weeks ago, Iíve noticed that I can't join the conversation of my grandson
and his father, my son-in-law: day by day, before and after the
pre-school, daylong on weekends: many strange names, some of them
vaguely familiar, and very often the grandsonís question
"is he a good guy" or "is he a bad guy" Then I
recognized the Star Wars terminology, primarily from the names of
battleships and starfighters. I even browsed through the two Star
Wars comic books of my grandson - but I did not join the
grandson, age 5, is a smart and very inquisitive boy. For the last
two summers we spent together, Iíve tried my best to answer his
numerous questions "why" and "what",
"why" in particular. However, the Star Wars story stuck
me, at first, as an inappropriate upbringing environment for his
age. He is so deeply immersed in the story, his Star Wars comic
books are his main literature, his current toys include Imperial
Star Destroyer, Tie Interceptor, B-wing Starfighter, and some
other Star Wars vehicles I donít recognize. His "why"
questions go way beyond the story as presented in his comic books:
why the good guy turns into a bad gay or opposite, why some guys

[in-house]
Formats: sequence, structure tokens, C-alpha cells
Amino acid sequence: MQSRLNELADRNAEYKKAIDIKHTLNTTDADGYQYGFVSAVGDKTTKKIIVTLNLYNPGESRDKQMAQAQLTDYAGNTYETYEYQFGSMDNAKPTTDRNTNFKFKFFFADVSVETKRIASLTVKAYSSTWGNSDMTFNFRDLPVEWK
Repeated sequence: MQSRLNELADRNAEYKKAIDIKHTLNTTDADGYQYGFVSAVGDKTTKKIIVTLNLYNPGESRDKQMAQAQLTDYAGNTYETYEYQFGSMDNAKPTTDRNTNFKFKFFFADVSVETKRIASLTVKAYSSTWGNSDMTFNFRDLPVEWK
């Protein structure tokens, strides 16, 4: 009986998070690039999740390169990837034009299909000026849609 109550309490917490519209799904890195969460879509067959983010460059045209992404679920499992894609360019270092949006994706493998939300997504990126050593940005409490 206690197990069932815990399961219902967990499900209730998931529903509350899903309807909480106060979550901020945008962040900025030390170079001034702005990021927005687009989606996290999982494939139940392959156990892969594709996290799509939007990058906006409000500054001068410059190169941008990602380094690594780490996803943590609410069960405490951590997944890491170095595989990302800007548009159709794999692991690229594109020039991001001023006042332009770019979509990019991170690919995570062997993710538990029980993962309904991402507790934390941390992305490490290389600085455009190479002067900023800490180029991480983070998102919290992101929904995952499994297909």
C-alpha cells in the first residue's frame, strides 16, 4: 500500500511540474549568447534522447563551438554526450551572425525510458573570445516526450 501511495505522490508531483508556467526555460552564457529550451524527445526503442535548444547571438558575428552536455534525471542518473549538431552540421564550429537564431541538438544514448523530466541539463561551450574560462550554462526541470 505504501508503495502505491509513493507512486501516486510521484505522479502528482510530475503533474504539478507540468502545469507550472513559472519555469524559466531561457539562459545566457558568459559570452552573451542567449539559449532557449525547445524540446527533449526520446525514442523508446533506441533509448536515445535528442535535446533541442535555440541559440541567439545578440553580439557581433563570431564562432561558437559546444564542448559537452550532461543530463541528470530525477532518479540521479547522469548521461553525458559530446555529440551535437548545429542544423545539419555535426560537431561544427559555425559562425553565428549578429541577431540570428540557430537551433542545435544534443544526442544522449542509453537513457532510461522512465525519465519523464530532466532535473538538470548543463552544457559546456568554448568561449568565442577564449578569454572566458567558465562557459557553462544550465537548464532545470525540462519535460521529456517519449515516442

have more power than others, why someone wants to conquer other
worlds, and so on. And he is persistent, any answer is likely to
rise more "why"s.
more I was thinking of it, however, the close I was to the
conclusion that the Star Wars story is more appropriate for my
grandson then the children stories my generation was exposed to.
Our stories were very simple, only a couple of characters, good
guys stayed always good, bad guys always bad, animals and objects
involved were rather limited personifications of humans,
practically no technics used. And the good guys always won. Not so
in the Star Wars story: a multitude of characters, animals and
robots on the level with humans, no one is spared of losing at
some stage in spite of superb technics. So, the Star Wars story,
although a sci-fiction story, is close to the contemporary social
reality then the children stories of my generation. And may have
high upbringing value.
again, shouldnít the children of early age be spared of the
aspects of social reality?